Sydney Morning Herald
A parliamentary inquiry has found there has been a widespread cover-up of problems throughout the NSW health system.
" One of the most important findings of this inquiry is the routine non-disclosure of adverse events in the health system," the upper house inquiry's report said.
Inquiry chairman Gordon Moyes also said he believed the whistleblower nurses who accused former health minister Craig Knowles of bullying them were telling the truth.
" We had what you might say is some DNA on Craig Knowles," Dr Moyes said of the nurses' evidence about their meeting with Mr Knowles over complaints of maltreatment at Campbelltown and Camden hospitals.
" There's no question in my mind that they told the truth."
Dr Moyes also spoke of a protective network of female health administrators, including sacked former chief of Camden and Campbelltown Jennifer Collins and her successor Deborah Piccone.
" There certainly was an old girls' network," he said.
Opposition Leader John Brogden said Mr Knowles must now resign over the damning findings, particularly that the Camden maternity ward appeared to have been opened prematurely for political reasons.
The opposition has sought to link the lack of resources with the death of a baby girl there.
" That ought to burn through Craig Knowles' heart and his conscience every day," Mr Brogden said.
" Craig Knowles must resign."
But current Health Minister Morris Iemma said his predecessor had no case to answer.
Mr Iemma also rejected the finding that cover-ups of "adverse events" were commonplace throughout the health system, saying the inquiry had only thoroughly examined the South Western Sydney Area Health Service.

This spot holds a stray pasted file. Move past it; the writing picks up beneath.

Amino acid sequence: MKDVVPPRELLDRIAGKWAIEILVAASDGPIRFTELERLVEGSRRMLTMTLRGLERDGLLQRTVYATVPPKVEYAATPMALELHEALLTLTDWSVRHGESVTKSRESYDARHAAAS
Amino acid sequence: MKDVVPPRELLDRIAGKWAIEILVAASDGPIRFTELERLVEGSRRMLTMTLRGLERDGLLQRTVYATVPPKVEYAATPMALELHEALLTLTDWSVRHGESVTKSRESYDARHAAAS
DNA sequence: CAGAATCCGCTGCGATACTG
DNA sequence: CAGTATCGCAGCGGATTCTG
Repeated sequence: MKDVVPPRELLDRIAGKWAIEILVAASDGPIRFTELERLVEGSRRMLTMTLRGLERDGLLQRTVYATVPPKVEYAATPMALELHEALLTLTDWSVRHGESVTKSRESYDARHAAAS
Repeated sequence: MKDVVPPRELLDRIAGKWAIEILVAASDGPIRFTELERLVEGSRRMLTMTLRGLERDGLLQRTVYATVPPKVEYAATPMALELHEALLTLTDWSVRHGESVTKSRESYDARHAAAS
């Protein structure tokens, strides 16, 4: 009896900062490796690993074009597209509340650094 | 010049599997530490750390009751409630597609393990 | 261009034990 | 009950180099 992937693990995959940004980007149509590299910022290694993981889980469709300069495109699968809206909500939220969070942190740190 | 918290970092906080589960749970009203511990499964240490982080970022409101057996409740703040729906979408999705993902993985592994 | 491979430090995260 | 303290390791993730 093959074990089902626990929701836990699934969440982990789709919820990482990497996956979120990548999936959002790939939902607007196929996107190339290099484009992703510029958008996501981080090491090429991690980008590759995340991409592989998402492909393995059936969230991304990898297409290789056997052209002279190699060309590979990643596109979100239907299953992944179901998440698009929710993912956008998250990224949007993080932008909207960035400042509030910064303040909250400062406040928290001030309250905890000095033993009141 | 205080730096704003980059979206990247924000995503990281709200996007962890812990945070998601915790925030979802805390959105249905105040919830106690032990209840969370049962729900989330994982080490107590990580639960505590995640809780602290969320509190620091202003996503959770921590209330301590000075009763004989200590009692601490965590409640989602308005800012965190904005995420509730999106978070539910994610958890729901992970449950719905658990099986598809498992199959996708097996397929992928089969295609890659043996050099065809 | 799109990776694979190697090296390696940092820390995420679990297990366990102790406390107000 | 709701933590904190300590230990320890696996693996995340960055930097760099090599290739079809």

" It then heard some evidence from central Sydney and some very minor information from the Hunter," he said.
" From that they made statewide interpretations.
" I think the statistical information and the evidence given doesn't support that."
But Mr Iemma said most of the inquiry's recommendations either would be adopted or were already being implemented.
Earlier today, Craig Knowles said he had been interviewed by the Independent Commission Against Corruption (ICAC) over claims he bullied whistleblower nurses at Camden and Campbelltown hospitals.
A spokeswoman for Mr Knowles confirmed the ICAC had spoken to him about the alleged cover-up of maltreatment at south-west Sydney hospitals.
" Craig has been interviewed by ICAC and he will continue to cooperate fully with the ICAC investigation," she said, but could not comment further.
The opposition yesterday released letters confirming the appointment of retired Supreme Court judge, John Clarke, QC, to investigate the allegations of corrupt conduct.
Opposition leader John Brogden said the appointment indicated the seriousness of the case.
But an ICAC spokesman said it was a "pretty standard practice" to take on former judges to head investigations.
NSW Premier Bob Carr today said the ICAC was entitled to pursue an inquiry, but allegations of corruption against Mr Knowles lacked truth.
He said the former health minister instructed his staff to investigate the complaints in a memo written the same day he met with the nurses.
" The minister has an iron-clad defence and it's there in writing," Mr Carr told reporters.
" There's not the faintest truth ... in any attack on the former health minister Craig Knowles for his handling of his issue."
Mr Carr played down the probe and said when an allegation of corruption was raised it was part of the function of government that it be investigated.
More than 20 patient deaths at Campbelltown and Camden have been investigated during the special inquiry, with ICAC investigating whether there has been any cover-up of this and other maltreatment from the minister down.
The commission was also looking into allegations a patient was euthanased at Liverpool Hospital to free up bed space and also may inquire into other institutions.
Meanwhile, one of the state's key teaching hospitals, St Vincent's, said it was exploring options with the Department of Health to assist Campbelltown and Camden hospitals.
The hospital, which receives an annual subsidy from the NSW government, said it was already working with Campbelltown and Liverpool hospitals to provide training and supervision of medical staff.